12

Is this possible? Here's what I'm trying:

    public ActionResult Index()
    {
        dynamic p = new { Name = "Test", Phone = "111-2222" };
        return View(p);
    }

And then my view inherits from System.Web.Mvc.ViewPage<dynamic> and tries to print out Model.Name.

I'm getting an error: '<>f__AnonymousType1.Name' is inaccessible due to its protection level

So basically, is what I'm trying to do just not possible? Why or why not?

Update: here's my view

<%@ Page Title="" Language="C#" MasterPageFile="~/Views/Shared/Site.Master" Inherits="System.Web.Mvc.ViewPage<dynamic>" %>

<asp:Content ...>
    <%=Model.Name%>
    <%=Model.Phone%>
</asp:Content>

The View constructor is built-in to the framework.

  • 1
    Can you post more of your code? I'd like especially to see the constructor to View – Randolpho Jul 24 '09 at 17:36
  • 1
    Check out my latest update with a link to Phil Haack's blog post. – CoderDennis Aug 28 '09 at 19:51
7

Anonymous types cannot be returned by a method; they are only valid within the scope of the method in which they are defined.

You should use a Model class that you have previously defined and pass that to your View. There is nothing wrong with passing a Model class that does not have every field defined.

Update:

I think I was wrong before. This should work. Perhaps the problem is within the View. Can you post more code? Especially the View and its constructor.

Update the Second:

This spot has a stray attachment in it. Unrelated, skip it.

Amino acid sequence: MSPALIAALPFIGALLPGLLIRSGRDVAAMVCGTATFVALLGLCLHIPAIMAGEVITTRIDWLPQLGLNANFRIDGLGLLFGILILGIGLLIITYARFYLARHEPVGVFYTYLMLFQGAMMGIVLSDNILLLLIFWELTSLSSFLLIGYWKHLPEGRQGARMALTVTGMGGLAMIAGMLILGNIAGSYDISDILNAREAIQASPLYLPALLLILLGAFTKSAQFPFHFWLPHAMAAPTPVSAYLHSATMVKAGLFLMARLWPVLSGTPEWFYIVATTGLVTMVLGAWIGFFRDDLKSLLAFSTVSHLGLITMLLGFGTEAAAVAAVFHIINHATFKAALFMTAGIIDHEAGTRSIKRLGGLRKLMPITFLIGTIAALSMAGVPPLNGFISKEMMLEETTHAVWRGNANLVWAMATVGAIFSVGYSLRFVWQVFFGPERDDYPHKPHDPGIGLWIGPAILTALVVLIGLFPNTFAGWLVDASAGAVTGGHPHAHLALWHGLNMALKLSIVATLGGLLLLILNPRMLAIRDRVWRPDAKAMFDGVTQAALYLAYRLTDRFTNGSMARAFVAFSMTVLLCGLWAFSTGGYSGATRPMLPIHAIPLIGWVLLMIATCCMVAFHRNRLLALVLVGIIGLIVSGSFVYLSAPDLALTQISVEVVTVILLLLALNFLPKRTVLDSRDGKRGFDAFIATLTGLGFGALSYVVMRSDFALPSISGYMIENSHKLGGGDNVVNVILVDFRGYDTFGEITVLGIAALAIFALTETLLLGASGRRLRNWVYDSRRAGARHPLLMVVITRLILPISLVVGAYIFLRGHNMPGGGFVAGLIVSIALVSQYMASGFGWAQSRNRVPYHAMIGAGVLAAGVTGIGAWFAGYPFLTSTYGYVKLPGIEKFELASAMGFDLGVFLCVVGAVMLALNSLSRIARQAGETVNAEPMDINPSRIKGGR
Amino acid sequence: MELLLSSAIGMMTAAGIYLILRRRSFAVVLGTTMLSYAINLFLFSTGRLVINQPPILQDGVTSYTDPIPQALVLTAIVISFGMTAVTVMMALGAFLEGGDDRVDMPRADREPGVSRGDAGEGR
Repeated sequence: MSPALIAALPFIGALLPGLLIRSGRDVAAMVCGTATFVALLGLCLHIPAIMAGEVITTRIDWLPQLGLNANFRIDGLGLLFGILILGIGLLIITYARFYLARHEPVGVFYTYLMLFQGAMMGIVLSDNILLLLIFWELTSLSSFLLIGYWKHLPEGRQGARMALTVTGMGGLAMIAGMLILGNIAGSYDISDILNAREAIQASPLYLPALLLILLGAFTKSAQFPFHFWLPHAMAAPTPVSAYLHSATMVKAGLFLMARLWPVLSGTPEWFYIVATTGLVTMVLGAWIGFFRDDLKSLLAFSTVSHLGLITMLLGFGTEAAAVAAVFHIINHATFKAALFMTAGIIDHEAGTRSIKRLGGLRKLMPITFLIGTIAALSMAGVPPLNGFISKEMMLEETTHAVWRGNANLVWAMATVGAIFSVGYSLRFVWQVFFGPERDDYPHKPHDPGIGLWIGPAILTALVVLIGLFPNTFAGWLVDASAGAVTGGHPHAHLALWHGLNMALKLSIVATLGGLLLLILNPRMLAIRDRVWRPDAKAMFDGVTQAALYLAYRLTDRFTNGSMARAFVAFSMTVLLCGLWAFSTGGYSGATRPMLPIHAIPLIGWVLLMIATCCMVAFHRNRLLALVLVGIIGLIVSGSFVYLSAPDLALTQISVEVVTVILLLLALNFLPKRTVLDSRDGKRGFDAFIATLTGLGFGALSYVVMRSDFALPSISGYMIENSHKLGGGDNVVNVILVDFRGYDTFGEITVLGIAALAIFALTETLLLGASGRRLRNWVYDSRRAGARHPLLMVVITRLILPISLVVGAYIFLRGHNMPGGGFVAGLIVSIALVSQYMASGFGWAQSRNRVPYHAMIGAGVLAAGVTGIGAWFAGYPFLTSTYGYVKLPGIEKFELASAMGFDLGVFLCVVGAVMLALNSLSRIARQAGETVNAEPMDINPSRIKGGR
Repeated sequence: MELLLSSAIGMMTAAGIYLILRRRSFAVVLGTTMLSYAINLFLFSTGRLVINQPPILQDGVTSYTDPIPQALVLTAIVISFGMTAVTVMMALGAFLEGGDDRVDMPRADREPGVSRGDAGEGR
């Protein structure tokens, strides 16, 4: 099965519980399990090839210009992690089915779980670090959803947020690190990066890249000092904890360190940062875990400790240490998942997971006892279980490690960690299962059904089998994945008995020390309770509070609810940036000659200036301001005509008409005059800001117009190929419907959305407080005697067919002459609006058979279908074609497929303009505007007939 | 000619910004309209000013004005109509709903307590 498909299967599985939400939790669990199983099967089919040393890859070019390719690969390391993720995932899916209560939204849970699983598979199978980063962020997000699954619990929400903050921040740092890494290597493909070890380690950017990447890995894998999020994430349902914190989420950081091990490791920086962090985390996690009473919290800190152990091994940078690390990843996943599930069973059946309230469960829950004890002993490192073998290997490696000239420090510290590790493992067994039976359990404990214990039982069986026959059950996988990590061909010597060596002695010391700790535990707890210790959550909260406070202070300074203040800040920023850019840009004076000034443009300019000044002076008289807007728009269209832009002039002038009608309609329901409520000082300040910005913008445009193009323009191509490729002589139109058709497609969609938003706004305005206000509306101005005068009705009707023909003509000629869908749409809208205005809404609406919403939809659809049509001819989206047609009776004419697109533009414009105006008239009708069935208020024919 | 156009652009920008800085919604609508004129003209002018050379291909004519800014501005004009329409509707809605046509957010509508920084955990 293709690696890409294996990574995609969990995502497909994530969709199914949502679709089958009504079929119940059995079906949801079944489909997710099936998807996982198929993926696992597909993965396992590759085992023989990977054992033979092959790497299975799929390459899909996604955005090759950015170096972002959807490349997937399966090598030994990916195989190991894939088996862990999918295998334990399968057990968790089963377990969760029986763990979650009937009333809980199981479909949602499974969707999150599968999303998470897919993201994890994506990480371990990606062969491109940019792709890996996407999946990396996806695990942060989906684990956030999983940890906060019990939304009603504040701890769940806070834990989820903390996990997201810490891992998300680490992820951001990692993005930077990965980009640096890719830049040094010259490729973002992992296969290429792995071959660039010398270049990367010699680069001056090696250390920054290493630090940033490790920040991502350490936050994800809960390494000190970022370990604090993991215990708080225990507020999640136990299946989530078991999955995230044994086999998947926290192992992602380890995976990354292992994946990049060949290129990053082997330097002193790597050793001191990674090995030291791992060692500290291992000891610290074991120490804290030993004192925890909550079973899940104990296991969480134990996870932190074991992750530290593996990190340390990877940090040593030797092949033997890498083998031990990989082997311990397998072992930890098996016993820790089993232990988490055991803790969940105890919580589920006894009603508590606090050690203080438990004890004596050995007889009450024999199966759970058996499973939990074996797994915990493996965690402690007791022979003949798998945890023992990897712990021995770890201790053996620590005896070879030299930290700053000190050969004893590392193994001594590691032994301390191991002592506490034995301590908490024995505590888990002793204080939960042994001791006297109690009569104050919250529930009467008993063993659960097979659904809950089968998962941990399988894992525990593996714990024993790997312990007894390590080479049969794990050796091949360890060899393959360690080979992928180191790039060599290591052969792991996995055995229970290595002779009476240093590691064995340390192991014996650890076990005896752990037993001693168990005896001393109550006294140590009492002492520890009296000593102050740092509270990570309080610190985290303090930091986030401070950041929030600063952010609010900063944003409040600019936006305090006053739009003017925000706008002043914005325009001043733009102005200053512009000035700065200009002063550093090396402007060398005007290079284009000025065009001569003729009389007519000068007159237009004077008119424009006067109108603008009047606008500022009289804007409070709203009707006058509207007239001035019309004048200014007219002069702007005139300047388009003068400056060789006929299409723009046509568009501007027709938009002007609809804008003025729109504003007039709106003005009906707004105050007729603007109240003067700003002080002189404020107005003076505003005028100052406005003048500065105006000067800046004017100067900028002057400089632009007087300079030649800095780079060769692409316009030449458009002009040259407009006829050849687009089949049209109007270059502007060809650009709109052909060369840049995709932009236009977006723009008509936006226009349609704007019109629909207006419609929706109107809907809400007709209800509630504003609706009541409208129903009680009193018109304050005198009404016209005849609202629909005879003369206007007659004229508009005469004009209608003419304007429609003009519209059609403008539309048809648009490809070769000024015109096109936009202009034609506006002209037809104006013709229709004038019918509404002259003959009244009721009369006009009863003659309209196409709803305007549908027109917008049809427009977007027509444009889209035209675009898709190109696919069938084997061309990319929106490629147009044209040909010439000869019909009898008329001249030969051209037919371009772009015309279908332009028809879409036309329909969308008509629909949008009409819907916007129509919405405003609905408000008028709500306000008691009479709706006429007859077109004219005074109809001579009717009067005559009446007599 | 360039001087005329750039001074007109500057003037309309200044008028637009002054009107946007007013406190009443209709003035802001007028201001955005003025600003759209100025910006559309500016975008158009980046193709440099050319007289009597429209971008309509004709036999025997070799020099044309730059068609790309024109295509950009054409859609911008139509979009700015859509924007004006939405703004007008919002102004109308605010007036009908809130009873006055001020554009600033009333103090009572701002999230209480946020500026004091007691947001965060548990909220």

Ok, I was wrong about passing an anonymous type to another method for use as a dynamic variable -- that can be done.

But I was also wrong in my belief that what you're trying to do would work. Unfortunately for you, it will not. The problem is that you are using ViewPage<TModel>, which uses a ViewDataDictionary<TModel> internally. Because they require strong types, you won't be able to use dynamic objects with them. The internal structure just doesn't use dynamic internally, and specifying dynamic as the type fails.

What would be needed is a DynamicViewPage class and corresponding DynamicViewDataDictionary class that accept object and store it internally as a dynamic. Then you could use an anonymous type and pass it to your Views.

That said, you would not gain anything. You would be able to specify your Views as you have done (i.e. <%=Model.Name%>), but you would not benefit from strong typing. There would be no intellisense and there would be no type safety. You'd do just as well to use the untyped ViewDataDictionary as @Dennis Palmer suggests.

This has been an interesting (and, unfortunately for me, absorbing) thought experiment, but I think, ultimately, that it's not going to happen. Either declare a public type and pass it to your Views, or use the untyped dictionary.

| improve this answer | |
  • 1
    But I could access members of the object through reflection, which is why I thought dynamic typing might work. – Matthew Groves Jul 24 '09 at 17:25
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    hmm... and your error suggests that it occurs from within your View, meaning that the passing of the anonymous type to the View works, but that the default protection level of Name is protected or private. And you can't specify the protection level of an anonymous type when you declare it. – Randolpho Jul 24 '09 at 17:31
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    Now that it's been accepted can you edit to only the last update? – C. Ross Mar 11 '10 at 19:34
  • 1
    @C.Ross: I'm not sure I understand the question. – Randolpho Mar 11 '10 at 22:08
7

What benefit were you hoping to get from using the dynamic type here?